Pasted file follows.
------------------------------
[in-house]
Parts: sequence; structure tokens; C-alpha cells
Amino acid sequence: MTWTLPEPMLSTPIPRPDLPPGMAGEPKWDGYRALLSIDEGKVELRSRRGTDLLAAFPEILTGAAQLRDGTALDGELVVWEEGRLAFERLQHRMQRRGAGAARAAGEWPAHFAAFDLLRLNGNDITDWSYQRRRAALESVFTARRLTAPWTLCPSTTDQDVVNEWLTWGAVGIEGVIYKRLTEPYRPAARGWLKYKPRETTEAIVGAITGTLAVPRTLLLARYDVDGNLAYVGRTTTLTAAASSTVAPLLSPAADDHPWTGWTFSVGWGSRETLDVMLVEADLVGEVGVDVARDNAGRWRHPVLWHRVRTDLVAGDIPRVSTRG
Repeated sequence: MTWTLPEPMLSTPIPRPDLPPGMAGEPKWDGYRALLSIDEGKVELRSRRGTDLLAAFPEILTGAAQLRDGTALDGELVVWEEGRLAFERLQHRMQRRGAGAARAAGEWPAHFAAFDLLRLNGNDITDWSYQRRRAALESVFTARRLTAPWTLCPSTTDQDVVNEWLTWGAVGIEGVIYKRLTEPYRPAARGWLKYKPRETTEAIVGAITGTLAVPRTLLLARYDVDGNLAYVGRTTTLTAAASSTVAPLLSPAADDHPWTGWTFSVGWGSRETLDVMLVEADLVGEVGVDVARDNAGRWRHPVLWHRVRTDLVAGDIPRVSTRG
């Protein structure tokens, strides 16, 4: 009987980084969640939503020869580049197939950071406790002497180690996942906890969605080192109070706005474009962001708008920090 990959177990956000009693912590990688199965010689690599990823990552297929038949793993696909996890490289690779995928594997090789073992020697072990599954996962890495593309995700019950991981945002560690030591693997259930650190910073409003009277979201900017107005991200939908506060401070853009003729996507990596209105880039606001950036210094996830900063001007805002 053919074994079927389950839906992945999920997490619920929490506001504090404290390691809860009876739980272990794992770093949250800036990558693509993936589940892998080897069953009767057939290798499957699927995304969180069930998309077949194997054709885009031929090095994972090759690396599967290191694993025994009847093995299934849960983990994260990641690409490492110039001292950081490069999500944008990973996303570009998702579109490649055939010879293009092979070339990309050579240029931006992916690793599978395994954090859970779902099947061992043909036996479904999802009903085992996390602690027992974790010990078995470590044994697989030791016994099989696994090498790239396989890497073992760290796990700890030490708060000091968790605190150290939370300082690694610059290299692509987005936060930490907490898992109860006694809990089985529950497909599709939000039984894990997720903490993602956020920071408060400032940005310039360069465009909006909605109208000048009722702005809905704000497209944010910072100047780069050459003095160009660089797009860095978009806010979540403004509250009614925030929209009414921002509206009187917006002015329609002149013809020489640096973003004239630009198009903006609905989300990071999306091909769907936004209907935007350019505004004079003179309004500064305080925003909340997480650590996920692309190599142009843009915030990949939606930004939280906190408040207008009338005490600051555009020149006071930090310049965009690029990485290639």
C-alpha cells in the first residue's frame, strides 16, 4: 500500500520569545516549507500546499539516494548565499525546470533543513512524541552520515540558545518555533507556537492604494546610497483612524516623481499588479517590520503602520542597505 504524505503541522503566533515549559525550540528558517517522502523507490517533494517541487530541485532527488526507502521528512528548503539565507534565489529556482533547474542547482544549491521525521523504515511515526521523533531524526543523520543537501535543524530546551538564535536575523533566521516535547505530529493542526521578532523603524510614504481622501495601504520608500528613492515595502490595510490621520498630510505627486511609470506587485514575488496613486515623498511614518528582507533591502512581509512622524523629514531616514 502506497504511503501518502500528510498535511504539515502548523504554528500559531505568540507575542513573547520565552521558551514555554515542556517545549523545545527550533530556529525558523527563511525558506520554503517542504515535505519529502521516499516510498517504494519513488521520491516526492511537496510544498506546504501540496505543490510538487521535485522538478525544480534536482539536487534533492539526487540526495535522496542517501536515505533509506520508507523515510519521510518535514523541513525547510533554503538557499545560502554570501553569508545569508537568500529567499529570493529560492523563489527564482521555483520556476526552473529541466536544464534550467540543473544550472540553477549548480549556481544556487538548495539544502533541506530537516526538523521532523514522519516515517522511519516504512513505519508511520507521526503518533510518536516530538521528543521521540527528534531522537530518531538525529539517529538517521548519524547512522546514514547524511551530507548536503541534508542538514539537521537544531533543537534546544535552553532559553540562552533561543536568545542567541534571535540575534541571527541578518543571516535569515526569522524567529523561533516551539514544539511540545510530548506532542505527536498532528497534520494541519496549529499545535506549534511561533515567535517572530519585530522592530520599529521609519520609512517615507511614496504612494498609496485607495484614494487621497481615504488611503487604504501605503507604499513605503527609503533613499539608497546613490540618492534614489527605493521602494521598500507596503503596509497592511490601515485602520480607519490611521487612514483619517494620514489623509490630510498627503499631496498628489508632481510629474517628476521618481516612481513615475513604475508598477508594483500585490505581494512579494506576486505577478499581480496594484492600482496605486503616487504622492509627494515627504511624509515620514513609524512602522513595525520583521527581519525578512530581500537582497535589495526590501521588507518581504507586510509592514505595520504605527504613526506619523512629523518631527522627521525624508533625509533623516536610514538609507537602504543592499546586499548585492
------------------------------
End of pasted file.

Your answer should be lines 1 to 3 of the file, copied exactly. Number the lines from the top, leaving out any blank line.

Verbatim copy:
[in-house]
Parts: sequence; structure tokens; C-alpha cells
Amino acid sequence: MTWTLPEPMLSTPIPRPDLPPGMAGEPKWDGYRALLSIDEGKVELRSRRGTDLLAAFPEILTGAAQLRDGTALDGELVVWEEGRLAFERLQHRMQRRGAGAARAAGEWPAHFAAFDLLRLNGNDITDWSYQRRRAALESVFTARRLTAPWTLCPSTTDQDVVNEWLTWGAVGIEGVIYKRLTEPYRPAARGWLKYKPRETTEAIVGAITGTLAVPRTLLLARYDVDGNLAYVGRTTTLTAAASSTVAPLLSPAADDHPWTGWTFSVGWGSRETLDVMLVEADLVGEVGVDVARDNAGRWRHPVLWHRVRTDLVAGDIPRVSTRG